Cases like #Eastwooding provide a variation on these longstanding trends. American politics has accepted the blurring of political news and political entertainment. Social media provides a participatory element, making the entertainment aspects much more entertaining.
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Image credits: Both screencaps were taken on 4 September 2012 at 11:11 am ET.
Saturday Night Live has, throughout the years, produced numerous classic skits and comedy films spoofing Disney and their classic characters. This is not one of them. From last night’s Lindsey Lohan-hosted episode, I give you The Real Housewives of Disney:
First the good news, about my lovely weekend, which began with my traditional Friday night dinner with friends, which one calls our Shicker Shabbat (shicker being Yiddish for drunkard). We were joined by two interlopers, I mean non-regulars, and it was very fun. I am lucky to have great friends.
Saturday, another friend and I embarked on a quest for beautiful yarns for knitting, which led us to the world's greatest uber-yarn store, Webs, in Northampton, Mass, which was hosting its annual tent sale. The place was a madhouse, but I came home with yarn for three new projects, and the idea to knit an entire room - a rug, curtain, and pillows. At some point. After I finish with the damned rewrite, for the very last time.
And of course last night, I watched my man, the star of the movie version of my novel, host SNL for his 15th time. For more information on this topic, see my posts of October 31st and March 27th.
And then, today. After reading the paper and taking my 16-year-old son driving, I settled into my backyard hammock to read the entire revised manuscript, checking for flow, but also for what Amy, my book daughter, asked me to look closely at, especially her caution that ""There shouldn't be anything in the book - absolutely nothing - that doesn't relate to [heroine's} overarching goal..." I have SO MUCH trouble with this, and I'm frankly totally confused. I have scenes that I think illuminate character, or complicate lives, but that absolutely do not relate to her overarching goal. Removing those scenes just doesn't feel right.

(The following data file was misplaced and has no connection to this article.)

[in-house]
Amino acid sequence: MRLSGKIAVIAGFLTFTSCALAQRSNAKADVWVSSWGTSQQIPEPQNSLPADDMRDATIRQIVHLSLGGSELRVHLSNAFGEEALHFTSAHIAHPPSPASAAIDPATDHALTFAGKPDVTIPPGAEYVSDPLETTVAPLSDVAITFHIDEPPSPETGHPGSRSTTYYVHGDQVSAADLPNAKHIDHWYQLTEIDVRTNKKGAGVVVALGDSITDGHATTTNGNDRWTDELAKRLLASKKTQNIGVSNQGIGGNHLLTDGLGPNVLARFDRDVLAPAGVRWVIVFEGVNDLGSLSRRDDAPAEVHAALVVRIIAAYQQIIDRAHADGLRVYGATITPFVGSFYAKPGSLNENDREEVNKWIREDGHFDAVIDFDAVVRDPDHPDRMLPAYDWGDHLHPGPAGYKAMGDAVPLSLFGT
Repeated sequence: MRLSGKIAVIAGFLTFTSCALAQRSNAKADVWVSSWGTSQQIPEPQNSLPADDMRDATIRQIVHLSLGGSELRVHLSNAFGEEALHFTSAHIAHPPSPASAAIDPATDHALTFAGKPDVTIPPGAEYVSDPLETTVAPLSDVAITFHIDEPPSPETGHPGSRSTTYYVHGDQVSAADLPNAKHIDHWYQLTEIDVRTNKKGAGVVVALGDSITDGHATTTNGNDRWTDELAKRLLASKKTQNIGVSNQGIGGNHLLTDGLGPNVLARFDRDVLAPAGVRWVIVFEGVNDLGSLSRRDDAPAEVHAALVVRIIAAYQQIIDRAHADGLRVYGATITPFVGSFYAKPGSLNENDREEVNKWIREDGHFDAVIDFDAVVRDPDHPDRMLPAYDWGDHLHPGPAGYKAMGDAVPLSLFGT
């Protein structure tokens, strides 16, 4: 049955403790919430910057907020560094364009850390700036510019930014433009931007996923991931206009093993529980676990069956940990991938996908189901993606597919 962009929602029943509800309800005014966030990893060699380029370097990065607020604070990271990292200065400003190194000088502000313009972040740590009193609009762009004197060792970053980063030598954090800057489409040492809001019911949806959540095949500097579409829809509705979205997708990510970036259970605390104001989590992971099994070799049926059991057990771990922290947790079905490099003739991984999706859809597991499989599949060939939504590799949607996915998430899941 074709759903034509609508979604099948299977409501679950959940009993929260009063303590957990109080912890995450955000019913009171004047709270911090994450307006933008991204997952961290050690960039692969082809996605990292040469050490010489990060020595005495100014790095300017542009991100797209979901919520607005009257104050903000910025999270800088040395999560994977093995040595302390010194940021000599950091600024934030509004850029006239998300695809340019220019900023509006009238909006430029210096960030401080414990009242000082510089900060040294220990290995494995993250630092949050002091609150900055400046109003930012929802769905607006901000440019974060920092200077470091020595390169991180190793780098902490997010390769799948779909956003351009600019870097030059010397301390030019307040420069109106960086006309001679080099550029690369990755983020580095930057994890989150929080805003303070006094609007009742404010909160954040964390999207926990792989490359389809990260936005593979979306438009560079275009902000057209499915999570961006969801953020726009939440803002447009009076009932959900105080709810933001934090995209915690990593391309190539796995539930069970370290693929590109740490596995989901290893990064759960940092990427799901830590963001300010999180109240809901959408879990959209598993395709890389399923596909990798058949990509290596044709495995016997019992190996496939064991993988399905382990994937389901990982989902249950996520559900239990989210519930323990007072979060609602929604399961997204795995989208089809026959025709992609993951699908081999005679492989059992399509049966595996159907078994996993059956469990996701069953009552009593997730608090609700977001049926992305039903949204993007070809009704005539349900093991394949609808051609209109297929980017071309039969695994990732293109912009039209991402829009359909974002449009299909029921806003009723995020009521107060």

I have done most of what Amy suggested, and the book is truly richer for it. It moves more quickly, has more dramatic tension. But here's the bottom line. I have lost all perspective on this work. I simply can't judge it any more.
I've decided to wait and see if Amy is able to read it again in June. If not, I'm definitely planning to make a small foray into the marketplace, i.e. send it out to just a couple of agents and see if I get any nibbles. If not, it'll be a sign it needs more work. I just don't know....
I am feeling tortured. Guess it goes with the territory.
This Sunday, February 6, 2011, will mark the 100th birthday of the late U.S President, Ronald W. Reagan. In addition to serving as the 40th President of the United States (1981-89), Reagan also served as the 33rd Governor of California (1967-75). He enjoyed a successful career as an actor before coming into office, served in the U. S military during the Second World War, and survived an assassination attempt in March 1981. In honor of his life, we offer the following excerpt from Michael Schaller’s book, Ronald Reagan.
During his eight years as president, and especially after, supporters praised Reagan as a transformative leader who, like Abraham Lincoln and Franklin D. Roosevelt, used his power to alter fundamentally the nation’s direction. Even many Americans who disliked Reagan’s policies agreed that he might well be the most influential president since Roosevelt, turning the nation away from many of the “big government” programs initiated during the New Deal. Reagan received widespread praise for restoring national pride and an unembarrassed muscular patriotism that had lapsed after the debacles of the Vietnam War, the Watergate Scandals, and the economic reversals of the 1970s.
Democratic Party leaders acknowledged Reagan’s political skill but disparaged his ideas and programs. Clark Clifford, an influential power broker since 1948, called Reagan an “amiable dunce.” Democratic Speaker of the House Thomas “Tip” O’Neill put it more gently. Questioning Reagan’s understanding of his own administration’s policies, O’Neill described him as better suited to be a ceremonial “king” than a president.